With energy often considered by a small business owner as just a commodity, we conducted a survey of our SME audience to discover how energy companies could best attract and secure the loyalty of all types and sizes of SMEs. We've collated the findings into a quick insight guide which uncovers the big ticket issues and messages an energy company should be using in their marketing campaigns.
In short, how could the UK’s energy providers engage their SME audience more effectively?
Over 99% of businesses in the UK fall into the SME classification (250 employees or less). That’s a lot of small businesses reliant on energy suppliers to keep their kettles boiled, their internet connection live and their equipment humming.
Let’s start with the premise that one size does not fit all. Here’s a more granular (and EU official) definition of the SME market:
Micro: 1-10 employees, maximum annual turnover of €2 million
Small: 11-50 employees, maximum annual turnover of €10 million
Medium: 51-250 employees, maximum annual turnover of €50 million
It’s probably safe to assume that the needs of a micro business, for example a sole trader or a small partnership, are likely to be quite different to those employing 200 people. And when it comes to energy, we don’t just mean how much gas or electricity that business consumes.
There are so many variables, a host of different factors that keep any SME owner awake at night. By surveying the BusinessZone and UK Business Forums audience, we gathered insight into what those issues are right now, what factors were critical to them in their choice of energy provider and most importantly a pattern of how this was impacted by their organisational size.
Our survey says
If we told you that SMEs are motivated by price when it comes to their choice of energy provider, you’d quite rightly be thinking: “Tell me something I don’t know.” But our survey revealed it’s not quite as simple as that. There are in fact myriad of issues and factors affecting their choice, and the way an energy provider prioritises these messages by SME size in their marketing efforts is the key to success.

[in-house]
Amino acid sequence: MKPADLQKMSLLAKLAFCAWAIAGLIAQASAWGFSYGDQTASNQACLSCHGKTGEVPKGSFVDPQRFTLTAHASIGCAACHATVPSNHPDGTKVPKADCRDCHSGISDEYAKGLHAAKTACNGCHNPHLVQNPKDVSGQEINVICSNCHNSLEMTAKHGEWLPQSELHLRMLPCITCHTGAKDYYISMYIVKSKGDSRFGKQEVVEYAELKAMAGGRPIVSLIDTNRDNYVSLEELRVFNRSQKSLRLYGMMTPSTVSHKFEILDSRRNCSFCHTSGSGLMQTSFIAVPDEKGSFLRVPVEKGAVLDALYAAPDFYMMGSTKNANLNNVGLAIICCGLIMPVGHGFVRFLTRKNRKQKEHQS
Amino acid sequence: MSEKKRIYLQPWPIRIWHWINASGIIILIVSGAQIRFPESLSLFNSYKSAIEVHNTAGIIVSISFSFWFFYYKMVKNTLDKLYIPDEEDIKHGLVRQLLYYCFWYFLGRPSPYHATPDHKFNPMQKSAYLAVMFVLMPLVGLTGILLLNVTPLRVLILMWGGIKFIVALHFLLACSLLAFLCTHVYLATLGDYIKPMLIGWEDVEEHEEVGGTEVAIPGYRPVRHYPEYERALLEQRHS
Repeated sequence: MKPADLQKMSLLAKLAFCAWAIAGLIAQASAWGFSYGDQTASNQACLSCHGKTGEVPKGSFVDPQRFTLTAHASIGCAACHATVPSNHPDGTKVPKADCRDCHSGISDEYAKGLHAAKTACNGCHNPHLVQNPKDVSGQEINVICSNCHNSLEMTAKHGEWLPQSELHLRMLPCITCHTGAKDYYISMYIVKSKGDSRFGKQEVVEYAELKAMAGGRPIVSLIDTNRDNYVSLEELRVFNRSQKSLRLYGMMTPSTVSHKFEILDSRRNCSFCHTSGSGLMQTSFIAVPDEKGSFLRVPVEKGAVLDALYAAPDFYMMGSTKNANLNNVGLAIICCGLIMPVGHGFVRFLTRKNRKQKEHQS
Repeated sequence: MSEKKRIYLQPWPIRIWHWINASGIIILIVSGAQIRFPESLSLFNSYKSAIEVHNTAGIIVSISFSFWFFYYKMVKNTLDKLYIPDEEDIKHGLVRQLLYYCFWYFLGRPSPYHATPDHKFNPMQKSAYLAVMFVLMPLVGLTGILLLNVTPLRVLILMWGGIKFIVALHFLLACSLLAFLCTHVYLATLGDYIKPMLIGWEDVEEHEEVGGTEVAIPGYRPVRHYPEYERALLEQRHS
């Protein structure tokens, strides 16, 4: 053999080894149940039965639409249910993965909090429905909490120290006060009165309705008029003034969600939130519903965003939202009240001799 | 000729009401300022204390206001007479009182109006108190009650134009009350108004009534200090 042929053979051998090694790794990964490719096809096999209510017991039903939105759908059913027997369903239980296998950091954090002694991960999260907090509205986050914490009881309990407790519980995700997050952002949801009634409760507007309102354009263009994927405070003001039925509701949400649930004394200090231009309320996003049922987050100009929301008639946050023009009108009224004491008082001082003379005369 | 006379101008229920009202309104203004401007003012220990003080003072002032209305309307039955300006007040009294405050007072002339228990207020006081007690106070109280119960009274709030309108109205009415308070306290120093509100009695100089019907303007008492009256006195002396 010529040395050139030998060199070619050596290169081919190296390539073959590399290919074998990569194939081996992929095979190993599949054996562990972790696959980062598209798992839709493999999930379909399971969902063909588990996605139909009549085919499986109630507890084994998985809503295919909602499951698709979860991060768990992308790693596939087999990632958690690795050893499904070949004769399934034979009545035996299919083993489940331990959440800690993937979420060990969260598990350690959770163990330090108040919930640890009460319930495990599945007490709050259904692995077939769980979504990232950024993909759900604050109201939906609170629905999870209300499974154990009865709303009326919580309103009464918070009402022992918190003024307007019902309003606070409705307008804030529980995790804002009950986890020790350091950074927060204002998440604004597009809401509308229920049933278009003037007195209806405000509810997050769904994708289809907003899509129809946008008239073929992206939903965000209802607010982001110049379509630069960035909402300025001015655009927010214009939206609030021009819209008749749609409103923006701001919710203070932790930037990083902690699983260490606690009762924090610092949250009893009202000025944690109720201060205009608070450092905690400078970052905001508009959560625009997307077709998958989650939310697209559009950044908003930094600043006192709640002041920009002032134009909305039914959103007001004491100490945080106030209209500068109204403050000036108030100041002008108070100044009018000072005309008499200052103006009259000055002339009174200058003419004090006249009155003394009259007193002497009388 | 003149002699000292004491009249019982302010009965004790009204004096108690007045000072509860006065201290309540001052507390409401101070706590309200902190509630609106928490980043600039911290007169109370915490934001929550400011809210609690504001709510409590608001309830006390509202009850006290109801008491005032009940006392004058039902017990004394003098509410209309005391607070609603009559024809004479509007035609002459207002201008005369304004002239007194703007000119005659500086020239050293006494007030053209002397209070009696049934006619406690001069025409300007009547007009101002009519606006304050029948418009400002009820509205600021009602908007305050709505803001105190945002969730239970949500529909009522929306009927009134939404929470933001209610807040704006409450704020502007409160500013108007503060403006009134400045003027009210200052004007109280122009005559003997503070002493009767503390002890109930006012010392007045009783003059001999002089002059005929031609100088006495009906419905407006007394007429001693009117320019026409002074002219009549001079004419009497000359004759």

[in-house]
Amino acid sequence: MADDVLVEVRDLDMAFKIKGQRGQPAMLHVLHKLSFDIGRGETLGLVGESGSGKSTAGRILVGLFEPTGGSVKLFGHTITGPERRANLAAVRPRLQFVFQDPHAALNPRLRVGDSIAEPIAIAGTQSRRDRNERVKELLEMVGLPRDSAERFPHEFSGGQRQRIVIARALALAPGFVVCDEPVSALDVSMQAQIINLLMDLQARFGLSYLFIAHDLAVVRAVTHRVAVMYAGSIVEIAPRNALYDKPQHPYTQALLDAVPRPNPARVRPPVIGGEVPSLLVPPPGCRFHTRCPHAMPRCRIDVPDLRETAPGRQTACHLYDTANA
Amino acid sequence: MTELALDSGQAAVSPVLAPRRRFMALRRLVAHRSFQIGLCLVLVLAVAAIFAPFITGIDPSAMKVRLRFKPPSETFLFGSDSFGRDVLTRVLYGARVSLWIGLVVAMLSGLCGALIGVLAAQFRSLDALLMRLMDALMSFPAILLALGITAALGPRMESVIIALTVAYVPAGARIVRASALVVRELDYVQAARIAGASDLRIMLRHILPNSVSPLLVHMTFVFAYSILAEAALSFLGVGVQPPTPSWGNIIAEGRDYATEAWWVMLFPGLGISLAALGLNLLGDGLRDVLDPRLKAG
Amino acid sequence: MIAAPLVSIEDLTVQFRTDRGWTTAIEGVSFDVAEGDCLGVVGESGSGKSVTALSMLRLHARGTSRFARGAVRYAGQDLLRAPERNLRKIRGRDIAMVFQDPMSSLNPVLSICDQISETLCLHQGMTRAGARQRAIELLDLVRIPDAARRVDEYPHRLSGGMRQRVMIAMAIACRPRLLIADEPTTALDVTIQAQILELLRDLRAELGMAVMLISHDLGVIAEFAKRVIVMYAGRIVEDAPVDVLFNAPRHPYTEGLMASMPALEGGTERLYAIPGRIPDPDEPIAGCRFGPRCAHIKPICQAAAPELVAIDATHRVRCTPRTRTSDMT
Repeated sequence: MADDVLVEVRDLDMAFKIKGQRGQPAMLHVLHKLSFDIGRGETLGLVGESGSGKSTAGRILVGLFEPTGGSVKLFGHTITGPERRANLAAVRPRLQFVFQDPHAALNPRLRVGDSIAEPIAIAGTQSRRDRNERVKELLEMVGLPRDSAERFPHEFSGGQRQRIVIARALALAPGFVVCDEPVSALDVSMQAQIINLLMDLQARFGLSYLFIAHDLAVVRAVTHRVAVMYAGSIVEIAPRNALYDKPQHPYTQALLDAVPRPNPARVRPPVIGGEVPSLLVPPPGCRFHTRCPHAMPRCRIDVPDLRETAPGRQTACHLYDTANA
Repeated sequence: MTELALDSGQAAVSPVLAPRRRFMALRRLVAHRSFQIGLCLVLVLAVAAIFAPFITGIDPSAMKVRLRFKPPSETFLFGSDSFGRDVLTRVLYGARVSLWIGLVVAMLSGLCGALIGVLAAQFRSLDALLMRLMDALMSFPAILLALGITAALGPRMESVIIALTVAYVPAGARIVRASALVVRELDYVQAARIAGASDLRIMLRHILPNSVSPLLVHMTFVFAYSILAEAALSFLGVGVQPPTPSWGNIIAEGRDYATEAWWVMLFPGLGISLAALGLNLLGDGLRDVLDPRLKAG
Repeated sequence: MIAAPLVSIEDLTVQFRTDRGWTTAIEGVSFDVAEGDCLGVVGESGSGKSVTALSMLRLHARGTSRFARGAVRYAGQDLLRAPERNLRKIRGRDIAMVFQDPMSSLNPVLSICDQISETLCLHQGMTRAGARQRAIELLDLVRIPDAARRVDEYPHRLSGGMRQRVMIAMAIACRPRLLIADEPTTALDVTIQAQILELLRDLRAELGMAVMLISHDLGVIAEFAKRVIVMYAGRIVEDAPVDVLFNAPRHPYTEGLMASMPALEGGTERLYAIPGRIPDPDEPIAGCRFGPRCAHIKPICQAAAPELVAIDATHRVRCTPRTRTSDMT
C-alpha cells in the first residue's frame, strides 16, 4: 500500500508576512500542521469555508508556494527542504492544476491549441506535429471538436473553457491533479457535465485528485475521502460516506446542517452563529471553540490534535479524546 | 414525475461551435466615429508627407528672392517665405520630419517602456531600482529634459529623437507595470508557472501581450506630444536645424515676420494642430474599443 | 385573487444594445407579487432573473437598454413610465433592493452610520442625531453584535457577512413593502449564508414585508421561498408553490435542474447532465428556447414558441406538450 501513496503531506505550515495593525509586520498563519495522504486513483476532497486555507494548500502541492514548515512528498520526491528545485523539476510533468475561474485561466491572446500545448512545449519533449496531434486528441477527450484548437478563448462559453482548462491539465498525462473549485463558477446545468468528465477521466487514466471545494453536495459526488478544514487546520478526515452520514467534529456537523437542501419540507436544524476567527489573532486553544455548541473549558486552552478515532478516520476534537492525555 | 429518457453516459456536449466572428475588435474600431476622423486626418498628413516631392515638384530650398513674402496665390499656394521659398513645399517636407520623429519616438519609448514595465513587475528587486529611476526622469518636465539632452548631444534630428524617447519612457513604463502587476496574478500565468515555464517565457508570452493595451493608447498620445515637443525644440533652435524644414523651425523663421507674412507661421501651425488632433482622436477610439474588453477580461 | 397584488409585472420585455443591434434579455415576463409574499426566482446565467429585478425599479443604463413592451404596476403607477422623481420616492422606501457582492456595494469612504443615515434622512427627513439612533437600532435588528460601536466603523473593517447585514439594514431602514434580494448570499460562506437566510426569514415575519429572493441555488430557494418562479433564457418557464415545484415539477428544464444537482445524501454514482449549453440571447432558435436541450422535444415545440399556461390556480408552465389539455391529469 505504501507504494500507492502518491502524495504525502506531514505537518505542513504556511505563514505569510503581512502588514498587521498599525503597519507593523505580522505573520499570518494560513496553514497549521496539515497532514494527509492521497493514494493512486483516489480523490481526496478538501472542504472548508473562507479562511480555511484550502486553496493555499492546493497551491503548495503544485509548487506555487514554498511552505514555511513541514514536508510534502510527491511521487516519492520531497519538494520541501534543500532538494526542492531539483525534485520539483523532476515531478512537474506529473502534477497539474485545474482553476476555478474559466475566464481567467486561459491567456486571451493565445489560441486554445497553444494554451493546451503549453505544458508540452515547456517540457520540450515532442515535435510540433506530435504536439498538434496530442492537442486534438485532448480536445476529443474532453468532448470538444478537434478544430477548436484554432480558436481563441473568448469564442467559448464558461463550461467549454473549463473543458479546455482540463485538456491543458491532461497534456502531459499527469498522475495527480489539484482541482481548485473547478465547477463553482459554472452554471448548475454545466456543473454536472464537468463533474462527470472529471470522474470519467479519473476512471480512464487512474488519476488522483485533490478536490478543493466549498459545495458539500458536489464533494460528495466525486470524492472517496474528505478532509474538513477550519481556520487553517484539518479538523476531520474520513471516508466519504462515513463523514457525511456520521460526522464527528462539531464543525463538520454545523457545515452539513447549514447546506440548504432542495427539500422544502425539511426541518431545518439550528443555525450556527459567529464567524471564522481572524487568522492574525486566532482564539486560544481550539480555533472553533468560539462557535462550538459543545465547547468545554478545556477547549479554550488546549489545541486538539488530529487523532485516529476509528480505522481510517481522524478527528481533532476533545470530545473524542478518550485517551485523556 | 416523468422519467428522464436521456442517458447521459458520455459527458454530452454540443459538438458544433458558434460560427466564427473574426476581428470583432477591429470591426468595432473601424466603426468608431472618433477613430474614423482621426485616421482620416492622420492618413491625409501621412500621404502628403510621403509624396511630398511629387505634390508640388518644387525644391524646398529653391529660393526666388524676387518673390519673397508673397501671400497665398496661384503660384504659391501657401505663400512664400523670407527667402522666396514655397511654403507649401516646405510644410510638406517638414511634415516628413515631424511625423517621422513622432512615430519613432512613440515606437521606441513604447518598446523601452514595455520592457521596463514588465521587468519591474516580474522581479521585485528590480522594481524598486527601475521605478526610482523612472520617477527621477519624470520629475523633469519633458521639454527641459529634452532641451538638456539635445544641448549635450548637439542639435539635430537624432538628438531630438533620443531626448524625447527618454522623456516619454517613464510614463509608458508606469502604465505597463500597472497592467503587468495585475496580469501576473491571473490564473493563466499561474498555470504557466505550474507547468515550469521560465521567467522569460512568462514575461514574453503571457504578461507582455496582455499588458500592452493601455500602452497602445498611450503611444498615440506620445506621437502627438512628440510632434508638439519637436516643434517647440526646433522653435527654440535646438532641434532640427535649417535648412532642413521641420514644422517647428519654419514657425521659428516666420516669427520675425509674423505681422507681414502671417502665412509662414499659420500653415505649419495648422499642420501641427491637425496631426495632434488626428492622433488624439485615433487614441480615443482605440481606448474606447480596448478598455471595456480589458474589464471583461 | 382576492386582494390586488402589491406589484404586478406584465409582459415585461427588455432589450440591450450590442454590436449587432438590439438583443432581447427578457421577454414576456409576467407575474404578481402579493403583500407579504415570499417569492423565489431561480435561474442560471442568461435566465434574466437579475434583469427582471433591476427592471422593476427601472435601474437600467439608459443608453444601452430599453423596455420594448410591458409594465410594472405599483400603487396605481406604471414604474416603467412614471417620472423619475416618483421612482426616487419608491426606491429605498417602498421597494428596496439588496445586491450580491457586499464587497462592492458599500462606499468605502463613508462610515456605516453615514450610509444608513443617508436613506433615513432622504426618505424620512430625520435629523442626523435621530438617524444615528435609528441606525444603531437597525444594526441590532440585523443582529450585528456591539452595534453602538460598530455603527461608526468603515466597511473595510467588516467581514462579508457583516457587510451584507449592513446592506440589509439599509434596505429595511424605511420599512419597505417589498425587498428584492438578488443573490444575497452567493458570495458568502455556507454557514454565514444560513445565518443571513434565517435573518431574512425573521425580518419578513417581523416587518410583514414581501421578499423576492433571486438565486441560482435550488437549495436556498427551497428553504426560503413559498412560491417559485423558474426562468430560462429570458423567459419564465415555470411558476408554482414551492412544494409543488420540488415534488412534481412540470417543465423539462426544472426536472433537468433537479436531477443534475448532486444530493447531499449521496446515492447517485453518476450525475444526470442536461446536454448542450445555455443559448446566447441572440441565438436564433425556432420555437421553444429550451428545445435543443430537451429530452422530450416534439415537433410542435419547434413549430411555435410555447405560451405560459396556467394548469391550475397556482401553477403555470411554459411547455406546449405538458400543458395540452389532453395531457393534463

You can download our analysis on the findings, but here’s a quick preview of what what we found:
It’s all about size. Lump all SMEs into the same marketing bucket with a one size message fits all approach, such as price, and you can really alienate them. If you need convincing read this: ‘I am not an SME you patronising ***!’
The tipping point. The point at which SMEs become a lot more interested in evaluating their energy provider options correlates with their size and growth stage. Our survey revealed when this tipping point occurs.
It’s all about green, isn’t it? Not surprisingly green and sustainability issues are important to SMEs but our survey revealed whether this would be a deciding factor based on their size.
Show me the money. Of course cost is critical, but marketing on the basis of cost comparisons is more likely to engage the micro and small SMEs. The medium sized businesses need something more.
What more looks like. We asked “Which issues and topics could an energy supplier provide insight and advice on that would help you run your business?” We cover the detail of their responses in the downloadable report, but they aren’t just cost-related, proving that energy providers have a variety of topics they can own to credibly attract and maintain the attention of SMEs.
Guess and lose. An easy way to lose the engagement battle is to guess what is relevant to SMEs. We’ve established in our SME Insight Report that they don’t like being lumped together as their needs vary by size. Our survey, and our active SME communities on BusinessZone and UKBusinessForums, provide valuable insight into what the real motivating factors are.
Get our survey insights to learn more about the results. You’ll discover what issues and topics an energy provider should be ‘owning’ in their marketing to SMEs, what messaging will motivate their target audience the most, and what factors positively and negatively affect SME brand loyalty.